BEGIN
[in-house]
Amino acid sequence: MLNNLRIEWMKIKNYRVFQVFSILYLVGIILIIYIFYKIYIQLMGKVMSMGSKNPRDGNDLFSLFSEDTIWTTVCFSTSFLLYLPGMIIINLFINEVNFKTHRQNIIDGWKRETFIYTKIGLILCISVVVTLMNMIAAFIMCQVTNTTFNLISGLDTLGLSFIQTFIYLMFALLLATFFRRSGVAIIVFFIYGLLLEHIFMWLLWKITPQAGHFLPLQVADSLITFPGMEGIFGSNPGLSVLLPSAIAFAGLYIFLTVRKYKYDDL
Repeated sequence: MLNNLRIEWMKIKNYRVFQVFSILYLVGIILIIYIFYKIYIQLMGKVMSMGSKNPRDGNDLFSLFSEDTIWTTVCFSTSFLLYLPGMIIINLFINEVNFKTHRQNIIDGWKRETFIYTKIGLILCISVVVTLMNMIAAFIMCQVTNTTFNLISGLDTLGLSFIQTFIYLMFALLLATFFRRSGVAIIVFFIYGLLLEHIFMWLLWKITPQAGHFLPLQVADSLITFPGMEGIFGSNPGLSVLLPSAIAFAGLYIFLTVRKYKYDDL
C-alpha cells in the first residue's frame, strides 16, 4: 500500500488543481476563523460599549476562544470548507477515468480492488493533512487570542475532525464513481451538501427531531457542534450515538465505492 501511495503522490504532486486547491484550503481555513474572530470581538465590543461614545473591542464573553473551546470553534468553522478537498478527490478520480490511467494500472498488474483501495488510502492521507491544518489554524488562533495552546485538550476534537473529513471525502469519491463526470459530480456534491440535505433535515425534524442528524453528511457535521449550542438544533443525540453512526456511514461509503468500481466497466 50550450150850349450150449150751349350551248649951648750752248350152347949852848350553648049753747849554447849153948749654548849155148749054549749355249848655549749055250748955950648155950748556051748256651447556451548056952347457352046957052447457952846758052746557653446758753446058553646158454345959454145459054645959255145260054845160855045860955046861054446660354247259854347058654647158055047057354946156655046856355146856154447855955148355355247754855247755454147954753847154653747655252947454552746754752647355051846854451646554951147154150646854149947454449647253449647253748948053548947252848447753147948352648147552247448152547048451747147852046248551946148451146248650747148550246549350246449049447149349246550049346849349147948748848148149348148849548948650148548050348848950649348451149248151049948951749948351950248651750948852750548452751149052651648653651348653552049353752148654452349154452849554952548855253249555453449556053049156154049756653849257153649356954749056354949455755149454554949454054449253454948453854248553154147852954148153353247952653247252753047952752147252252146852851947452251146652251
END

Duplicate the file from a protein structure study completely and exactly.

[in-house]
Amino acid sequence: MLNNLRIEWMKIKNYRVFQVFSILYLVGIILIIYIFYKIYIQLMGKVMSMGSKNPRDGNDLFSLFSEDTIWTTVCFSTSFLLYLPGMIIINLFINEVNFKTHRQNIIDGWKRETFIYTKIGLILCISVVVTLMNMIAAFIMCQVTNTTFNLISGLDTLGLSFIQTFIYLMFALLLATFFRRSGVAIIVFFIYGLLLEHIFMWLLWKITPQAGHFLPLQVADSLITFPGMEGIFGSNPGLSVLLPSAIAFAGLYIFLTVRKYKYDDL
Repeated sequence: MLNNLRIEWMKIKNYRVFQVFSILYLVGIILIIYIFYKIYIQLMGKVMSMGSKNPRDGNDLFSLFSEDTIWTTVCFSTSFLLYLPGMIIINLFINEVNFKTHRQNIIDGWKRETFIYTKIGLILCISVVVTLMNMIAAFIMCQVTNTTFNLISGLDTLGLSFIQTFIYLMFALLLATFFRRSGVAIIVFFIYGLLLEHIFMWLLWKITPQAGHFLPLQVADSLITFPGMEGIFGSNPGLSVLLPSAIAFAGLYIFLTVRKYKYDDL
C-alpha cells in the first residue's frame, strides 16, 4: 500500500488543481476563523460599549476562544470548507477515468480492488493533512487570542475532525464513481451538501427531531457542534450515538465505492 501511495503522490504532486486547491484550503481555513474572530470581538465590543461614545473591542464573553473551546470553534468553522478537498478527490478520480490511467494500472498488474483501495488510502492521507491544518489554524488562533495552546485538550476534537473529513471525502469519491463526470459530480456534491440535505433535515425534524442528524453528511457535521449550542438544533443525540453512526456511514461509503468500481466497466 50550450150850349450150449150751349350551248649951648750752248350152347949852848350553648049753747849554447849153948749654548849155148749054549749355249848655549749055250748955950648155950748556051748256651447556451548056952347457352046957052447457952846758052746557653446758753446058553646158454345959454145459054645959255145260054845160855045860955046861054446660354247259854347058654647158055047057354946156655046856355146856154447855955148355355247754855247755454147954753847154653747655252947454552746754752647355051846854451646554951147154150646854149947454449647253449647253748948053548947252848447753147948352648147552247448152547048451747147852046248551946148451146248650747148550246549350246449049447149349246550049346849349147948748848148149348148849548948650148548050348848950649348451149248151049948951749948351950248651750948852750548452751149052651648653651348653552049353752148654452349154452849554952548855253249555453449556053049156154049756653849257153649356954749056354949455755149454554949454054449253454948453854248553154147852954148153353247952653247252753047952752147252252146852851947452251146652251